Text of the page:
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Repent - or at least get someone else to do it for you: Sin-eaters

01:00 Wed 24th Apr 2002 |

Q. Who, what and how

A. A sin-eater was someone hired to absorb the sins of recently departed souls and thereby spare them the discomforts of Purgatory - or even Eternal Damnation, if they'd been really wicked. Quite often a way for the poor of the parish to earn a couple of bob, the sin-eater - or perhaps for period flavour we should call them sinne-eaters - would eat food prepared by the deceased person's family in the vicinity of the corpse or even off the body itself. In doing so they would absorb the sins and allow the soul to take the Purgatory Relief Road straight to Paradise.

Q. And when

A. The practice continued in Britain into the 19th century, but was at its height in the 16th and 17th centuries.

Q. Where

A. It was common throughout Europe and made its way to the American colonies, where it thrived in some of the further flung communities into the 20th century. One 1688 source tells us of the popularity of sin-eating in Herefordshire: 'There was an old custome at funeralls to hire poor people who were to take upon them all the sinnes of the deceased...A corpse was brought out of the house...a loafe of bread was brought out and delivered to the sinne-eater over the corps, as also a mazer-bowl full of beer, which he was to drink up, and sixpence of money, in consideration whereof he took upon him all the sinnes of the defunct, and freed him from walking after they were dead.'

Q. Did it work

A. How do we know Still, the Church was convinced, and for a time actually recommended that no more than one third of one's estate should be left to relatives and other beneficiaries, with the rest being given to the parish as 'guilt money'.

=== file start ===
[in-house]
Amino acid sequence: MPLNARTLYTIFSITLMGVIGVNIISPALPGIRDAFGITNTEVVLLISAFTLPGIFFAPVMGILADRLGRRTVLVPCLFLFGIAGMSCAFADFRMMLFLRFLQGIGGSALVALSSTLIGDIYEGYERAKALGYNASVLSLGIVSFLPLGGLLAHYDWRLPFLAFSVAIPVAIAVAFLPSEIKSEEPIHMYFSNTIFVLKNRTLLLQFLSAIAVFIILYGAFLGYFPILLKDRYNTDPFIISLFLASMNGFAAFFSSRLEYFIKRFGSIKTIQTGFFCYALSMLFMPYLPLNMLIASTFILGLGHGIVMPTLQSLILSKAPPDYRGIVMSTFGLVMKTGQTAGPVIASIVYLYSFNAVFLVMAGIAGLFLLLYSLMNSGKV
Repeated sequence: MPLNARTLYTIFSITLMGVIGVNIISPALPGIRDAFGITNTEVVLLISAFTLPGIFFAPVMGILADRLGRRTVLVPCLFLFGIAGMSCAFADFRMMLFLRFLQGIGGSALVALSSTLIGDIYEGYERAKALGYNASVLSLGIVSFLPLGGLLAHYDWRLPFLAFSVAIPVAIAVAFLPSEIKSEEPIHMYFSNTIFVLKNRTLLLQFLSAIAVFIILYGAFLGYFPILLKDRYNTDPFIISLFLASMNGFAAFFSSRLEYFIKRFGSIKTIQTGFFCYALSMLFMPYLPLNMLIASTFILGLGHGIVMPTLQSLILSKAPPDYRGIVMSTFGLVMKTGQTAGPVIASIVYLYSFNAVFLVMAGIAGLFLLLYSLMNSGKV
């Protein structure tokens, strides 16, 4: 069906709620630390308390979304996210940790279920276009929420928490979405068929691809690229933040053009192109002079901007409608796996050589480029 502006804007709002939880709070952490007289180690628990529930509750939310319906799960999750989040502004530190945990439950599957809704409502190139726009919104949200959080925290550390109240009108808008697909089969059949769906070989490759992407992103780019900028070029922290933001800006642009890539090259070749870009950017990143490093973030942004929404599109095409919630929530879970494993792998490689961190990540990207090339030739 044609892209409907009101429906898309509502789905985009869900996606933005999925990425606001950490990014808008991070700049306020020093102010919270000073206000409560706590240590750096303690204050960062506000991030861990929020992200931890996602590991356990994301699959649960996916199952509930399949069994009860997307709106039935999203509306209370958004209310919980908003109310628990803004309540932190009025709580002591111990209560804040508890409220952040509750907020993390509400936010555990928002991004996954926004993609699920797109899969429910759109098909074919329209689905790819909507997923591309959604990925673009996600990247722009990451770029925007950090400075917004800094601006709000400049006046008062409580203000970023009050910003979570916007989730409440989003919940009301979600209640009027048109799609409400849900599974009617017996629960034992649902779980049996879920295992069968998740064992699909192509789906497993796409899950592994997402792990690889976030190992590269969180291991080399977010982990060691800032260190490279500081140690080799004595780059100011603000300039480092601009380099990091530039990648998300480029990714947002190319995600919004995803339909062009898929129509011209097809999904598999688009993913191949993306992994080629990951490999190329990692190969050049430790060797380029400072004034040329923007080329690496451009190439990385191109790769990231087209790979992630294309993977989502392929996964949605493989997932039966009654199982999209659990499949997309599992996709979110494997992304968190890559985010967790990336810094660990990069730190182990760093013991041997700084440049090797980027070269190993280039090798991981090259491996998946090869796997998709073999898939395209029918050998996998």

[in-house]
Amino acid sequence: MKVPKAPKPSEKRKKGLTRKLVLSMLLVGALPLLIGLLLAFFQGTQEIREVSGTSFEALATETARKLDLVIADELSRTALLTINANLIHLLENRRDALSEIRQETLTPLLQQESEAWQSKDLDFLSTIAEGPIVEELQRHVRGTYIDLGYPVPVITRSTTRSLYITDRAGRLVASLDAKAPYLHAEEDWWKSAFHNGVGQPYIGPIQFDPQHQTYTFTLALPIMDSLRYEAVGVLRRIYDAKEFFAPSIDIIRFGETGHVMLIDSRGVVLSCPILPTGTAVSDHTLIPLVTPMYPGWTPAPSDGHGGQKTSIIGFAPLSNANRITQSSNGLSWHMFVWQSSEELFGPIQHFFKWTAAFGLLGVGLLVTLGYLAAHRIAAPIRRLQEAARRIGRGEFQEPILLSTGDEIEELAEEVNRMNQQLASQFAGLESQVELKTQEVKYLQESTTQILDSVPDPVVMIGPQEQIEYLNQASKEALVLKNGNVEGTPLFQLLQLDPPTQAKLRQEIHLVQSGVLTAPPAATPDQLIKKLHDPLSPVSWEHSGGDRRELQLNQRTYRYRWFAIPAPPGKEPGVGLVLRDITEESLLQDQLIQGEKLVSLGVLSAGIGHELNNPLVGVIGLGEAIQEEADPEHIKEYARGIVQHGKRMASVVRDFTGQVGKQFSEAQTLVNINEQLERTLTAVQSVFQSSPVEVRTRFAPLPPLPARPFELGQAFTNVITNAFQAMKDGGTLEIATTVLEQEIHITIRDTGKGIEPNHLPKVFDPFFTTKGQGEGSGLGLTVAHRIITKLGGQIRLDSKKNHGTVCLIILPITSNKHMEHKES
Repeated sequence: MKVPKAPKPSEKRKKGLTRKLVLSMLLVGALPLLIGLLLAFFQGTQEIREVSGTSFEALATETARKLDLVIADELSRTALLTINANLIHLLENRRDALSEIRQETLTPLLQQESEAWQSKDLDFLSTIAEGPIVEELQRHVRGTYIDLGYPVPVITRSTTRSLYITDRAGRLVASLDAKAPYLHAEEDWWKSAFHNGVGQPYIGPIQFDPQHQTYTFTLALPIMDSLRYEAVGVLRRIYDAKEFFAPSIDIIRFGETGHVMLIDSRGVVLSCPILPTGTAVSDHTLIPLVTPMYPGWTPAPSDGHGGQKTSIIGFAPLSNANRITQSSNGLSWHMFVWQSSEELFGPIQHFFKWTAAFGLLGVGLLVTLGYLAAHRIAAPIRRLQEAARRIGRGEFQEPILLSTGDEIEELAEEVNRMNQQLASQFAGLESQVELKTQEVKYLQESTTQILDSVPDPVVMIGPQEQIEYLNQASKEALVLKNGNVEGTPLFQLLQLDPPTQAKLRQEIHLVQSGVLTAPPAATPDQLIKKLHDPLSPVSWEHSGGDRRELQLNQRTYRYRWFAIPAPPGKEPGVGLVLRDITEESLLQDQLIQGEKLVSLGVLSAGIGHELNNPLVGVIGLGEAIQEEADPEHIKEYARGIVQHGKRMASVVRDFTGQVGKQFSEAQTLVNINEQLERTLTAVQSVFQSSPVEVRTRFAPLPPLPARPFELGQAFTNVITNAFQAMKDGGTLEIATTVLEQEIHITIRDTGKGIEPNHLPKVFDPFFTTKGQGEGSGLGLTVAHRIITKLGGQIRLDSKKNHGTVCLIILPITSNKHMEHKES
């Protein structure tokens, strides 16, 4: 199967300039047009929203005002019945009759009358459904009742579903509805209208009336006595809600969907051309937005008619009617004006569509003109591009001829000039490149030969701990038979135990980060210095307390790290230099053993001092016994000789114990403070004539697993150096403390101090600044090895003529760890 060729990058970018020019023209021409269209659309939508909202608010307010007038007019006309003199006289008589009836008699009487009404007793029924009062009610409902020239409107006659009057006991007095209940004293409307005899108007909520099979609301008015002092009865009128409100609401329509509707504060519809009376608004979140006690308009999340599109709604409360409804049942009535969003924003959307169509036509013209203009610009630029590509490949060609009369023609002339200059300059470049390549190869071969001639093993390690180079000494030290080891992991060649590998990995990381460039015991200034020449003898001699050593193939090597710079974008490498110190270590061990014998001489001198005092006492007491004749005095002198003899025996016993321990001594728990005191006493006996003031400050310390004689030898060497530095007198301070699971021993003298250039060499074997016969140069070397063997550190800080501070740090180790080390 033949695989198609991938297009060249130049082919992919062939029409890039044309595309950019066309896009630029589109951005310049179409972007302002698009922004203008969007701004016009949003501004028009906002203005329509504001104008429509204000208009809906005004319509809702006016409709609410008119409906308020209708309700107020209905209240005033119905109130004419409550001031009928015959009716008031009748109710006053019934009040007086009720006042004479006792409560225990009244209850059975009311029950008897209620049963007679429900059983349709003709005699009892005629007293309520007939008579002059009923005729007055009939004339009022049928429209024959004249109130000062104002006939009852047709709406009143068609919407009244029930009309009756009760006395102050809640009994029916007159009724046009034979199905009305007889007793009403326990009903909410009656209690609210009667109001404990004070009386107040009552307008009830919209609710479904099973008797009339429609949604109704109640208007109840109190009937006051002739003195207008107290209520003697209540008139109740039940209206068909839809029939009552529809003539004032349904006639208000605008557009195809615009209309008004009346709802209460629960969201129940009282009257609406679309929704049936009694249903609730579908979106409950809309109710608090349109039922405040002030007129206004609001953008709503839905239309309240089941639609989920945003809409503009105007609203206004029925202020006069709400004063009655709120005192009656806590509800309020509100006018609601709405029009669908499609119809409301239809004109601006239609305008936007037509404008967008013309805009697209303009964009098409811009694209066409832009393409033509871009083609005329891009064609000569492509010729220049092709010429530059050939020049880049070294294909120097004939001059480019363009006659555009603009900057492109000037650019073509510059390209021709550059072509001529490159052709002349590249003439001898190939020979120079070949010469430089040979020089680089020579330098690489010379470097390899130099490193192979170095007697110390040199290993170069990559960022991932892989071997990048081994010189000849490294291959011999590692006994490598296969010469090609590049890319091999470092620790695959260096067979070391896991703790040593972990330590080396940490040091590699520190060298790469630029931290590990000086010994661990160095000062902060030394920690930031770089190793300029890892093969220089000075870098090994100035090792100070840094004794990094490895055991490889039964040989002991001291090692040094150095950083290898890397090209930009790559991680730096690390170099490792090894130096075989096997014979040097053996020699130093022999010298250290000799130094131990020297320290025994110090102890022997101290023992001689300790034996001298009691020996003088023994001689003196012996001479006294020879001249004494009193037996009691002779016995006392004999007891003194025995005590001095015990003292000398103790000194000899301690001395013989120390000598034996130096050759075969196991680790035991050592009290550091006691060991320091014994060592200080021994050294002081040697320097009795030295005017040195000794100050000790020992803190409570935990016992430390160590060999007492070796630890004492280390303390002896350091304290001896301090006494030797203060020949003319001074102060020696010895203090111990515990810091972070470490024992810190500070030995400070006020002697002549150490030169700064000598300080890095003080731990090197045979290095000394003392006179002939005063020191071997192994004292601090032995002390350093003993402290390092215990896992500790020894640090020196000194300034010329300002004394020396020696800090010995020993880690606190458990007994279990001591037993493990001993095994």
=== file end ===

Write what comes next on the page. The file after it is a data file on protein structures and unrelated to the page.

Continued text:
Q. A related industry to that of the hired mourner, then

A. Indeed. In fact hired mourning, the work of the so-called 'fee-grief', was a major growth industry at one time. Paid for with 'sinne money', that is money left by the deceased to be disposed of in ways that might smooth the passage of his or her immortal soul to Heaven, the mourners would not only weep and wail on cue, they would also atone for the dead person's sins by proxy.

Q. Anything else

A. There are a couple of books currently available that deal with sin-eating in one way or another. Alice Thomas Ellis's The Sin Eater is set in Wales, while The Last Sin Eater by Francine Rivers is set in 1850s Appalachia. It's the story of a community haunted by its past sins and committed to its myth of a human sin-eater.

There's a film due for release in 2003 called - you've guessed it - The Sin Eater, directed by Brian Helgeland and starring�Heath Ledger and�Shannon Sossamon. The premise here is that sin-eaters were an order of priests who did the deed rather than some old boy from the village. Anyway, the story runs that the corpse of the French ambassador to the USA is found covered in religious tracts written in the Aramaic language - which was the old language of Palestine and the one that Jesus in thought to have spoken. It turns out, from the evidence of these texts, that the murder may have been committed by some ancient Christian sect of sin-eaters. And so on into dark Hollywood realms...Sounds fun.

See also the answerbank articles on barbi-tonsoribus and the Yiddish language

For more on Phrases & Sayings click here

By Simon Smith

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